Then it was time to pick a room to visit (unlike Meez, there is no way you can obviously create your own room, although it’s clear it should be possible somehow). There is a list to pick from. Surprise, surprise: on the top five “Most visited” rooms, a club (what else?) was at the top, with Pathfinder Linden’s own “Linden Lab” room a close second. Figuring out that here I would already find a few familiar faces from Second Life®, I went for that one.
The choice was certainly correct — Dusan Writer, Grace McDunnough, Jurin Juran, and likely a few others (sometimes it’s not easy to figure out who’s who!) were around in the room, testing the cumbersome interface. And cumbersome it is! Or perhaps it was just me, fighting to get a few frame rates per second (and not a frame every two or three seconds!) out of Lively. The room was, of course, crowded… with about a dozen avatars (20 is the hard-coded limit). I’m sure, however, that someone with a good PC (and not using Parallels) might have had a much better experience than me. Then again, it looked like most of the crowd was complaining about the excruciatingly painful lag.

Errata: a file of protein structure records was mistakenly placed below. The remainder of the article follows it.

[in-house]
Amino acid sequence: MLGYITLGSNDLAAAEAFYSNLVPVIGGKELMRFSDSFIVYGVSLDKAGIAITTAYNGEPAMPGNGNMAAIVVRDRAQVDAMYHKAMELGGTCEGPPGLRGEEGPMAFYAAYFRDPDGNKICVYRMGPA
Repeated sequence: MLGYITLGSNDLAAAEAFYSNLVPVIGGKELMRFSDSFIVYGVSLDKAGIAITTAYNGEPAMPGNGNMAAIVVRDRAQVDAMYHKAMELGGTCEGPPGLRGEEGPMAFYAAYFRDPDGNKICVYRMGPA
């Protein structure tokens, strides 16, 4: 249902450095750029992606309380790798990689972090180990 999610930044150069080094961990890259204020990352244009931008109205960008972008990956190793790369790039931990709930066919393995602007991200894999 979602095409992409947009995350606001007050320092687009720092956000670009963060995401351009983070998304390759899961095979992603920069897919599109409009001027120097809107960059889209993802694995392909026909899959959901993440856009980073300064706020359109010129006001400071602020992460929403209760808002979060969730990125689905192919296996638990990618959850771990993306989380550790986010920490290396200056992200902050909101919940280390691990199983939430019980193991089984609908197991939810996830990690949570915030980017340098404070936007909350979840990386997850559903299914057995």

Is it fun?
Combine that with a confusing little interface and it was clearly anything but a “fun” experience. And remember that we were all cheating. Everybody on the “Linden Lab” room at that time was a veteran Second Life resident; we’re not exactly newbies with virtual worlds. We have tried several, and in some cases, use different VWs regularly and every day. We’re used to lag, to semi-functional software, to application crashes (several people crashed during the few hours I was online), to things not loading, to silly mistakes that everybody does. We’re also used to the insanely complex (but virtually rich) interface of Second Life, and use computers and their complex applications to accomplish tasks every day. And, of course, we all are very open minded and eager to try new things out.| ← Previous | | | Next → |